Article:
Elsewhere, 2K Games had bloomed into a reasonably robust label, featuring Sid Meier's Civilization series surrounded by licensed adaptations of films like Fantastic Four and The Da Vinci Code, agreements much less expensive compared to the licenses needed in a sports video game. It was also the publisher, for PC and Xbox 360, of The Elder Scrolls IV: Oblivion, an enormous success in 2006. More importantly, BioShock was shown at E3 that year, and Ken Levine's dystopian epic figured to be another huge coup for the publishing label.
But 2K Games and Take-Two Interactive still had big problems.
In February 2007, Brant, the founder, pleaded guilty to falsifying business records in a scandal involving backdated stock options. The company also lost nearly $185 million in its fiscal year ending in 2006. Investors, fed up with careless governance and spiraling losses, staged an insurgency that fired five of six members of the board of directors and seized control. Strauss Zelnick, who led the charge, was installed as the board chairman that year. He became CEO in 2010.
By now, MLB 2K was being blamed for $30 million in annual losses, thanks to the hubris of the deal cut by the former regime. Bugs, framerate drops and embarrassing glitches returned in force for 2008, followed by the total collapse of MLB 2K9. Kush Games' closure in 2008 meant Visual Concepts would inherit the project on a nine months' production schedule, and MLB 2K9 reflected the last minute change in design ownership.
Spinoff titles like Front Office Manager failed to draw anything at the cash register, and it was becoming clear that the MLB deal was anchored by a product whose name was now irrevocably tarnished. Zelnick was now openly calling the license a money-loser, the kind of mistake his investor revolt was formed to scrub away. And indeed, the culture of Take-Two and its two labels, Rockstar Games and 2K Games, was now prioritizing wholly-owned franchises and ensuring high-quality releases in them, as opposed to adaptations that required licensing payments and outside creative approval.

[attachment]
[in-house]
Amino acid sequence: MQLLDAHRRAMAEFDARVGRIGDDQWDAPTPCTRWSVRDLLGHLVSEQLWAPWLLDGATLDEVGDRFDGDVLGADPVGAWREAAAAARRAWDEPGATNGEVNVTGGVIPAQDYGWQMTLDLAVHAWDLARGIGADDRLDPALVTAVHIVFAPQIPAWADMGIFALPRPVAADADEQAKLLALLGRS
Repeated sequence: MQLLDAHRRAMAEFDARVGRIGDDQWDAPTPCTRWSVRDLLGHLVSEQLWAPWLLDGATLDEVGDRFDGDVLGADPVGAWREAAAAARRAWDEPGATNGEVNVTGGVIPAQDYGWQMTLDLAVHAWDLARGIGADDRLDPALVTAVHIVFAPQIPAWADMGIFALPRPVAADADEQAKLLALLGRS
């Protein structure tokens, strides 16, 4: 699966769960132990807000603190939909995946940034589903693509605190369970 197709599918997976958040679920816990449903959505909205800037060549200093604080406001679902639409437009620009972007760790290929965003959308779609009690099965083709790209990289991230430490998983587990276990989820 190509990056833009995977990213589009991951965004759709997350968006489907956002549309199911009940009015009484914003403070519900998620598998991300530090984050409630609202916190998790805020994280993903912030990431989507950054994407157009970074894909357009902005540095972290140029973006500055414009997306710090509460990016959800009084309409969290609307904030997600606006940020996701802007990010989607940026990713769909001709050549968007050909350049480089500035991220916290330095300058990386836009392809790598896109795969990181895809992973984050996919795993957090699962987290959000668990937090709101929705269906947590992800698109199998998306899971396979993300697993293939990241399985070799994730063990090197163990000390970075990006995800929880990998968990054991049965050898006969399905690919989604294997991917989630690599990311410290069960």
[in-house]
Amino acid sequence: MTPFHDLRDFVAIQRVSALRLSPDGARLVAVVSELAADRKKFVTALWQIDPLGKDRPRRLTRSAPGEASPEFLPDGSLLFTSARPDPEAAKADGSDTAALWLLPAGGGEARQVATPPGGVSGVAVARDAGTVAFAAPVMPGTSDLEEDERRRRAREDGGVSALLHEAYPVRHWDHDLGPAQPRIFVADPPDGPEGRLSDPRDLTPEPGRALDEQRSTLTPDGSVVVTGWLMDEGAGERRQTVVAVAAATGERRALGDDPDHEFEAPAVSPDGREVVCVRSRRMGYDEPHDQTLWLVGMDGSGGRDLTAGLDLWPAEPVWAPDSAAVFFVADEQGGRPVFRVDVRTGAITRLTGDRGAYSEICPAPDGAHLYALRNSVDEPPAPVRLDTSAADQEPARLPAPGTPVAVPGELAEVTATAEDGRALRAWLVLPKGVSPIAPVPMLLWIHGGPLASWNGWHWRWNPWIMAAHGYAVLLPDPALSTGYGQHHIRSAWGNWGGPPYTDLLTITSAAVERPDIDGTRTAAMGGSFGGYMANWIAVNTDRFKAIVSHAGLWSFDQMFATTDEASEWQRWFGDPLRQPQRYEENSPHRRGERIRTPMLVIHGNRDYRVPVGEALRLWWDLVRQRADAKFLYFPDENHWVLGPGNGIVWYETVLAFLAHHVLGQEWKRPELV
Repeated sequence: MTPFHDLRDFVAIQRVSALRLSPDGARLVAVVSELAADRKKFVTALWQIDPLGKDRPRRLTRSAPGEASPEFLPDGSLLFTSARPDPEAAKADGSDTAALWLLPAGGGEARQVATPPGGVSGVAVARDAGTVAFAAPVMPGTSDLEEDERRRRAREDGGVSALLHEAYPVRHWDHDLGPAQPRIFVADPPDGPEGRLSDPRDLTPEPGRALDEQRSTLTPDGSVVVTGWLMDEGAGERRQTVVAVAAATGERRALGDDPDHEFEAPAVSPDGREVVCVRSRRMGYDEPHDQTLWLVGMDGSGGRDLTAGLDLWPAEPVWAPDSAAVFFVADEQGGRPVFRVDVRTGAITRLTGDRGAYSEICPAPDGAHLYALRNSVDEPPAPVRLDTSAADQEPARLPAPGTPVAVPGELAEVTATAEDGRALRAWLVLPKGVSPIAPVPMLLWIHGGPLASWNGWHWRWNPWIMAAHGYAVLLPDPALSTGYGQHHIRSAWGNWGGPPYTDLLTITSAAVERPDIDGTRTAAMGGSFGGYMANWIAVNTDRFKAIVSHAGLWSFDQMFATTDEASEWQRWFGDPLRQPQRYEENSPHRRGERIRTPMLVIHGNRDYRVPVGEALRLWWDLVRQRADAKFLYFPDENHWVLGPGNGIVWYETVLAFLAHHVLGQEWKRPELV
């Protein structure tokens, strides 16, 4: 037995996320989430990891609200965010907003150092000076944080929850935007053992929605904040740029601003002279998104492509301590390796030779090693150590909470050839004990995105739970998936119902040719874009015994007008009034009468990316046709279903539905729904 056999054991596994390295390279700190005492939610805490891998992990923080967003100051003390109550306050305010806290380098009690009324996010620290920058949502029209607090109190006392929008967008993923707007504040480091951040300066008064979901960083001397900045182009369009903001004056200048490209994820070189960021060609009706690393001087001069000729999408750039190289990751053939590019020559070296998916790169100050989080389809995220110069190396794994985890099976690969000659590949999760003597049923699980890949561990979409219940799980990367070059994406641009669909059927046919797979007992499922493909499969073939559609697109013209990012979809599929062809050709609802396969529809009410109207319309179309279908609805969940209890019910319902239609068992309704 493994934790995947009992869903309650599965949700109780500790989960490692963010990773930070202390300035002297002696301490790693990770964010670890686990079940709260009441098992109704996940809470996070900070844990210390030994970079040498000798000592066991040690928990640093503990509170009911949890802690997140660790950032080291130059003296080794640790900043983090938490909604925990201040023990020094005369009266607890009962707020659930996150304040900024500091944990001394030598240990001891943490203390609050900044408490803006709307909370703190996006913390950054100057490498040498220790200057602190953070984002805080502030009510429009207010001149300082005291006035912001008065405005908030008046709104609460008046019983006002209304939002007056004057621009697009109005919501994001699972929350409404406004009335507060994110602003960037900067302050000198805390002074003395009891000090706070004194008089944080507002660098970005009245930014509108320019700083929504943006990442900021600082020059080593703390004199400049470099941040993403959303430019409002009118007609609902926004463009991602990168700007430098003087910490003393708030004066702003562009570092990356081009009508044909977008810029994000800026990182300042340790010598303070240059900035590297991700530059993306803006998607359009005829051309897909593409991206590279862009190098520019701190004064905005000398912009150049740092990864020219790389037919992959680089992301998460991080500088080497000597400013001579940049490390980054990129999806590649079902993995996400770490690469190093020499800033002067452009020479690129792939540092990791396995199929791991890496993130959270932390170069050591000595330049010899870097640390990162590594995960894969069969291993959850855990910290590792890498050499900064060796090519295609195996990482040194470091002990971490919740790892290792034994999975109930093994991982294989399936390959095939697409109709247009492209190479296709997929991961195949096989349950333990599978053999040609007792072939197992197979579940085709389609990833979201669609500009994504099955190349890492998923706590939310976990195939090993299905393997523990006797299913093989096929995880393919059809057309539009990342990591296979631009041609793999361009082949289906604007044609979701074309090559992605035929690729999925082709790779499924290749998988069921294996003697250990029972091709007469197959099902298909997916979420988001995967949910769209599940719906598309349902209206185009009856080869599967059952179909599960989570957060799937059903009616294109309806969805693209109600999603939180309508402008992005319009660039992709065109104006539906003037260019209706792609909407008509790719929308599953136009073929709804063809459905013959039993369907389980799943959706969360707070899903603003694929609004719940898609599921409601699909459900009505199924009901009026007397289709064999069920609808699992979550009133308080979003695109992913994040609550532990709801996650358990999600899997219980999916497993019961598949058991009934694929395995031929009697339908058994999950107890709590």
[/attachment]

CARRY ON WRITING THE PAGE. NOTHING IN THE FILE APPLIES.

Whatever you think of MLB 2K, the 2K Games label sprang from the deal that created the series.
That focus manifested itself in the release of 2K Games titles like BioShock and Borderlands and, though Mafia II released to mixed reviews, its development was indicative of that philosophy. It's noteworthy that in the future release calendar Take-Two issued on Tuesday, as its fiscal year drew to a close, there is only one licensed title on the list: the critically acclaimed sales winner NBA 2K13, likely the sole survivor of the 2K Sports label.
Take-Two said it expects to halve its losses from the Major League Baseball 2K franchise in the coming fiscal year, and completely zero them out in the one following that, indicating abandonment of that product once its license with Major League Baseball expires this year. A carefully worded statement from a Take-Two spokesman didn't outright announce the termination of MLB 2K—there's a show on Spike TV tomorrow about the game's Perfect Game contest, after all. But all signs point to the end of the road.
It would take an extraordinary reversal of corporate posture for Take-Two to end up publishing a simulation baseball title next year, considering the pain and the embarrassment it has caused, and the fact its name conjures so much disappointment for Xbox 360 baseball fans, who have had to suffer MLB 2K's manifold failures while hearing nothing but glowing praise for the PS3-only MLB The Show.
But whatever you think of Major League Baseball 2K, the 2K Games label sprang from the deal that created that series. And it has published some damn good titles. That's not good enough to save a bad game, but it is a legacy, however bittersweet.